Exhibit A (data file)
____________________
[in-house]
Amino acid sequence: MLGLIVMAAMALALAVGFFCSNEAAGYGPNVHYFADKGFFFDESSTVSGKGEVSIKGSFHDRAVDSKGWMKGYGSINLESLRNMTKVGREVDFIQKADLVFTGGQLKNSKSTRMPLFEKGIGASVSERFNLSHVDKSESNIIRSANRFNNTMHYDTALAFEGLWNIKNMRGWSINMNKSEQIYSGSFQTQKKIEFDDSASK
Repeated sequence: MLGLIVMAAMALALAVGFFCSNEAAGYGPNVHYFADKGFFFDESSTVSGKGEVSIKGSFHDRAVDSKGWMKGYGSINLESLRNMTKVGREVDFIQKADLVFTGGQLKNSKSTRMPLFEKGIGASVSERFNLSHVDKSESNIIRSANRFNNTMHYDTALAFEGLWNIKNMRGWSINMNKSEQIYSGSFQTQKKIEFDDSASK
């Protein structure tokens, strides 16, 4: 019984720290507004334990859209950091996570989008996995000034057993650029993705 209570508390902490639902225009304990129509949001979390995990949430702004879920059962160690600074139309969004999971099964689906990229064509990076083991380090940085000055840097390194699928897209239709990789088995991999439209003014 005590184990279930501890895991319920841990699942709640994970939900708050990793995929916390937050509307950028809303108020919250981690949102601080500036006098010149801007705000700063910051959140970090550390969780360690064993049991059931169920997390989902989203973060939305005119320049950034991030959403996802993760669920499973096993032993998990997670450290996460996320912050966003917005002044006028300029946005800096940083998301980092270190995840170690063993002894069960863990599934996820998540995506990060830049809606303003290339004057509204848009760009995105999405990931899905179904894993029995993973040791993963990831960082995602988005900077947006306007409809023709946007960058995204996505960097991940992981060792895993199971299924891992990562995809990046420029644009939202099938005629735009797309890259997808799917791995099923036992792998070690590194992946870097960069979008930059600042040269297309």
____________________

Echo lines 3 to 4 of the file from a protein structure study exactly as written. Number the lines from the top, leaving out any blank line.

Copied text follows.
Repeated sequence: MLGLIVMAAMALALAVGFFCSNEAAGYGPNVHYFADKGFFFDESSTVSGKGEVSIKGSFHDRAVDSKGWMKGYGSINLESLRNMTKVGREVDFIQKADLVFTGGQLKNSKSTRMPLFEKGIGASVSERFNLSHVDKSESNIIRSANRFNNTMHYDTALAFEGLWNIKNMRGWSINMNKSEQIYSGSFQTQKKIEFDDSASK
């Protein structure tokens, strides 16, 4: 019984720290507004334990859209950091996570989008996995000034057993650029993705 209570508390902490639902225009304990129509949001979390995990949430702004879920059962160690600074139309969004999971099964689906990229064509990076083991380090940085000055840097390194699928897209239709990789088995991999439209003014 005590184990279930501890895991319920841990699942709640994970939900708050990793995929916390937050509307950028809303108020919250981690949102601080500036006098010149801007705000700063910051959140970090550390969780360690064993049991059931169920997390989902989203973060939305005119320049950034991030959403996802993760669920499973096993032993998990997670450290996460996320912050966003917005002044006028300029946005800096940083998301980092270190995840170690063993002894069960863990599934996820998540995506990060830049809606303003290339004057509204848009760009995105999405990931899905179904894993029995993973040791993963990831960082995602988005900077947006306007409809023709946007960058995204996505960097991940992981060792895993199971299924891992990562995809990046420029644009939202099938005629735009797309890259997808799917791995099923036992792998070690590194992946870097960069979008930059600042040269297309």